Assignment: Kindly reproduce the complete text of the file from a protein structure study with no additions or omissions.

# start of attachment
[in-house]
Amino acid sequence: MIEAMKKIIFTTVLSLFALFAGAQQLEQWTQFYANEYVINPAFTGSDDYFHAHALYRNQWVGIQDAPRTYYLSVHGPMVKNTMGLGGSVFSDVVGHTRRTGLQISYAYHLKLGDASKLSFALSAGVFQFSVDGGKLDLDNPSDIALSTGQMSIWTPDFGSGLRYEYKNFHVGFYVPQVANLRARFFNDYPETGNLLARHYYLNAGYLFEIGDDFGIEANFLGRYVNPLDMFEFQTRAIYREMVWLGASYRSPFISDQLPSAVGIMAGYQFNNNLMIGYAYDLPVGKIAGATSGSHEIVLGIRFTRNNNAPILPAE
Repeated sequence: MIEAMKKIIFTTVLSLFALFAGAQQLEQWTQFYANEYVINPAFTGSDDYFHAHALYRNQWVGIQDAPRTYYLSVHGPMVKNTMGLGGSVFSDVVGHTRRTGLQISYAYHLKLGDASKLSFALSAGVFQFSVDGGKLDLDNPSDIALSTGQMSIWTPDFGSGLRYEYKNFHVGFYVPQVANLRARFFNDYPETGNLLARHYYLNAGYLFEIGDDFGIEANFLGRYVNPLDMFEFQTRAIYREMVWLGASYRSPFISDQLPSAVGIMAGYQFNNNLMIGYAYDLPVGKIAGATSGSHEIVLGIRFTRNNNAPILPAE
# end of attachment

[in-house]
Amino acid sequence: MIEAMKKIIFTTVLSLFALFAGAQQLEQWTQFYANEYVINPAFTGSDDYFHAHALYRNQWVGIQDAPRTYYLSVHGPMVKNTMGLGGSVFSDVVGHTRRTGLQISYAYHLKLGDASKLSFALSAGVFQFSVDGGKLDLDNPSDIALSTGQMSIWTPDFGSGLRYEYKNFHVGFYVPQVANLRARFFNDYPETGNLLARHYYLNAGYLFEIGDDFGIEANFLGRYVNPLDMFEFQTRAIYREMVWLGASYRSPFISDQLPSAVGIMAGYQFNNNLMIGYAYDLPVGKIAGATSGSHEIVLGIRFTRNNNAPILPAE
Repeated sequence: MIEAMKKIIFTTVLSLFALFAGAQQLEQWTQFYANEYVINPAFTGSDDYFHAHALYRNQWVGIQDAPRTYYLSVHGPMVKNTMGLGGSVFSDVVGHTRRTGLQISYAYHLKLGDASKLSFALSAGVFQFSVDGGKLDLDNPSDIALSTGQMSIWTPDFGSGLRYEYKNFHVGFYVPQVANLRARFFNDYPETGNLLARHYYLNAGYLFEIGDDFGIEANFLGRYVNPLDMFEFQTRAIYREMVWLGASYRSPFISDQLPSAVGIMAGYQFNNNLMIGYAYDLPVGKIAGATSGSHEIVLGIRFTRNNNAPILPAE